Yahoo continues acquisition spree, scoops up mobile news app Summly

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Yahoo has acquired Summly, a London-based mobile software startup promising consumers more efficient access to online news content. Financial terms of the deal were not disclosed.

The free Summly app, launched for Apple's (NASDAQ:AAPL) iOS late last year, leveraged an algorithm built with Natural Language Processing and Artificial Intelligence technologies to analyze text and automatically summarize relevant news stories based on topics, keywords and media sources selected by the user. Users have read more than 90 million summaries in the months since Summly went live; Summly founder Nick D'Aloisio is still just 17 years old, and the company has raised more than $1.5 million from investors including Horizons Ventures.

Yahoo has already removed Summly from Apple's App Store. "You will see the [Summly] technology come to life throughout Yahoo's mobile experiences soon," stated Senior Vice President of Mobile and Emerging Products Adam Cahan on the Official Yahoo Blog.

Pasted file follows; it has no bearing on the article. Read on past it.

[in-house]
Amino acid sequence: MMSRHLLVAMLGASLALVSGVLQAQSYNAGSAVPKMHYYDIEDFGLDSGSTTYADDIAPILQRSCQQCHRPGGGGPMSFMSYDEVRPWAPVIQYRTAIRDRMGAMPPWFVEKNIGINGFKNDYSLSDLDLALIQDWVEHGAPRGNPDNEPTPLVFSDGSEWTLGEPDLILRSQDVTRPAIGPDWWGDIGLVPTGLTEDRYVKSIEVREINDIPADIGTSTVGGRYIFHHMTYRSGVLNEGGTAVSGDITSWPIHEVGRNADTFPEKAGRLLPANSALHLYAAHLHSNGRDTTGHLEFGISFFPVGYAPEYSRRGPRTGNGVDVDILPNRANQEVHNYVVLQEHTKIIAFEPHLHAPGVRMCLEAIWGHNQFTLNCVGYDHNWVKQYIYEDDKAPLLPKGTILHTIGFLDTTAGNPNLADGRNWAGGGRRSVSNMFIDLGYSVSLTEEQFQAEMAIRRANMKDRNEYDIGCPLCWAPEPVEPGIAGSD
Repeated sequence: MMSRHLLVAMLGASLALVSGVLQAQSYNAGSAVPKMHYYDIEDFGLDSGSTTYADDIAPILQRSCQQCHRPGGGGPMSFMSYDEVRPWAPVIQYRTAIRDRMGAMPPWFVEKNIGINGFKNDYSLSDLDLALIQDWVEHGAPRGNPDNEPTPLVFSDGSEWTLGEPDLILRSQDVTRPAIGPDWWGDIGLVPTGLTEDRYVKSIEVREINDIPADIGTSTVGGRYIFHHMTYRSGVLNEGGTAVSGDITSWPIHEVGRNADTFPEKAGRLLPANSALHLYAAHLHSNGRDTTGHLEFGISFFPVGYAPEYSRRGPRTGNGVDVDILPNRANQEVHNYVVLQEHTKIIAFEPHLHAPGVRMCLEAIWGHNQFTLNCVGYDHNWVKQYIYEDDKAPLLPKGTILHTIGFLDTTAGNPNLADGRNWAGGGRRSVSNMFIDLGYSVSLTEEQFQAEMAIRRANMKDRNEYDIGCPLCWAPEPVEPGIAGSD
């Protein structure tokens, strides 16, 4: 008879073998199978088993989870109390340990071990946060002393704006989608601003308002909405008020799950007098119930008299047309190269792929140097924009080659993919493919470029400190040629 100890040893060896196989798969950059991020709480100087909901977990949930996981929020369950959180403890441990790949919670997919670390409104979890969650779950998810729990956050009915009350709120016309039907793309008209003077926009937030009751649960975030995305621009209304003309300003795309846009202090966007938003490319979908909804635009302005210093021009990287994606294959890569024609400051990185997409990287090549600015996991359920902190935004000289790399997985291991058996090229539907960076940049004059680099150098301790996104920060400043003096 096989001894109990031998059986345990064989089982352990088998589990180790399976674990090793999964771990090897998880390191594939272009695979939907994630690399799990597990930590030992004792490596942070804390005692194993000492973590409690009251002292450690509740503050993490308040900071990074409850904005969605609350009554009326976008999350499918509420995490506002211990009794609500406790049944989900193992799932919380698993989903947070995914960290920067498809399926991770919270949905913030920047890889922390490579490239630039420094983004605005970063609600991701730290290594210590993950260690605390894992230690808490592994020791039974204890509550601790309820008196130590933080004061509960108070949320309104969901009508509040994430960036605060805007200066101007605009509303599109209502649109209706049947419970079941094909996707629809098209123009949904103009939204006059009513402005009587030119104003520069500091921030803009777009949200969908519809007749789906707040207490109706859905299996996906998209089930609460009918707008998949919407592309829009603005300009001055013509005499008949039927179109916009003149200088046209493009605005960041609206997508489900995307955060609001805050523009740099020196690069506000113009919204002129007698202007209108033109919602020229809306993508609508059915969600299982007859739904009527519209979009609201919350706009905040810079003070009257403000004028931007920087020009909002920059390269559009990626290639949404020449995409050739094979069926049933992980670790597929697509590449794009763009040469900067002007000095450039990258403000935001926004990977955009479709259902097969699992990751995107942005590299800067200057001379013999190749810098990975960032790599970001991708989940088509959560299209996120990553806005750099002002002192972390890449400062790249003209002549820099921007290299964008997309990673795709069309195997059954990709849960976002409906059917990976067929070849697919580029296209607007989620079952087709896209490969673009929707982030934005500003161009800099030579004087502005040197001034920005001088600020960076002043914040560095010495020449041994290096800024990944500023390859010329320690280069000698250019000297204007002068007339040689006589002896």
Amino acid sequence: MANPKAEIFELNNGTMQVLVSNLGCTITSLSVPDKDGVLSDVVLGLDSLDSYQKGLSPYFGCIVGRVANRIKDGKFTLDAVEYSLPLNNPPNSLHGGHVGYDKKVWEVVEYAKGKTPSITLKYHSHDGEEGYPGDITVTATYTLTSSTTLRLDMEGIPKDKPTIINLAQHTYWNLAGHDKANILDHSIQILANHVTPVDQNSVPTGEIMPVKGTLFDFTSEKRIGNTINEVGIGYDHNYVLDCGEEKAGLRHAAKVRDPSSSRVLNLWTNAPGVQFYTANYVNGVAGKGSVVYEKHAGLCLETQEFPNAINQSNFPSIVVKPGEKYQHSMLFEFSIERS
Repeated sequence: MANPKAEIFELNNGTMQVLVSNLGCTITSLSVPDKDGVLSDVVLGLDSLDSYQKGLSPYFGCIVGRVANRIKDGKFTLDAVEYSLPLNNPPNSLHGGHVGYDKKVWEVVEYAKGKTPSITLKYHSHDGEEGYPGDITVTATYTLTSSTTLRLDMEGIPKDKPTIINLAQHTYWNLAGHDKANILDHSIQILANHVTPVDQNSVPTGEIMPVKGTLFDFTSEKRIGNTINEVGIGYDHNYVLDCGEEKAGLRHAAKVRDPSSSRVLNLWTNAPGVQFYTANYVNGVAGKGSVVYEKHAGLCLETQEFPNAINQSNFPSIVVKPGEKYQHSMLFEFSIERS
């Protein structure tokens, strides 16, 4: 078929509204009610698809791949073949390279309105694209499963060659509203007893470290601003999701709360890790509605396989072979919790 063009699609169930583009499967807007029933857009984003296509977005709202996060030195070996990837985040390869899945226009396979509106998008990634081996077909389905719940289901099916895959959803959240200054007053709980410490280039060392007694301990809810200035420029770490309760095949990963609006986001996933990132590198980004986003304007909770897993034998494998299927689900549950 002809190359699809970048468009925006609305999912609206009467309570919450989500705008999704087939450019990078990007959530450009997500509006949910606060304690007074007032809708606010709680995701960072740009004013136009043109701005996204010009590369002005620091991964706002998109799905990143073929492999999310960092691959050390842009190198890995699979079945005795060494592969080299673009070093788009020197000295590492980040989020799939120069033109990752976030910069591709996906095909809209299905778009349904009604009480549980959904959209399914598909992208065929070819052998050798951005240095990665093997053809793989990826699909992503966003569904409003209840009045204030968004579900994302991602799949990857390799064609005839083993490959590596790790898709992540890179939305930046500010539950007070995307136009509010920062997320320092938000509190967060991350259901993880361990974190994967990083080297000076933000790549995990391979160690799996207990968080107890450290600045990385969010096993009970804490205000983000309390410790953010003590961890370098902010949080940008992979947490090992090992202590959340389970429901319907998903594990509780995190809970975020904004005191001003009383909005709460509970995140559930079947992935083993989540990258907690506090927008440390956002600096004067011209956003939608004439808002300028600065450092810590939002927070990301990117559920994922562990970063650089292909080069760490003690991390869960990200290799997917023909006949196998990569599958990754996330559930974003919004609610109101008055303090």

The Summly deal follows just days after Yahoo purchased and shut down personalized mobile recommendation engine Jybe, which offered users tips on local events, restaurants and movies based on their personal interests as well as subjects trending within their social circle. Former Yahoo Search Technology Vice President Arnab Bhattacharjee launched the startup in 2011 partnership with other erstwhile members of Yahoo's Search and Hadoop teams.

In the months since ex-Google (NASDAQ:GOOG) executive Marissa Mayer took over as CEO, Yahoo also has acquired startups Alike, Stamped, Snip.it and OnTheAir. Speaking at February's Goldman Sachs' Technology and Internet conference, Mayer said Yahoo plans to refocus on a dozen or so apps that people access frequently, rather than a large number of apps that might not get much use. At present, the company counts 200 million mobile monthly active users spread across 60 to 75 different applications, but Mayer said consumers would ideally make use of two to four signature Yahoo mobile apps.

Mayer is looking to mobile to rekindle growth in Yahoo's userbase. "I think the opportunity for growth (in mobile) is very fundamentally one of the things that drew me to Yahoo," she said, according to The Wall Street Journal. "When you think about mobile... When you see triple-digit growth in some areas, there's a big opportunity for growth. Yahoo has the content that people want on their phone."

For more:
- read this Official Yahoo Blog entry

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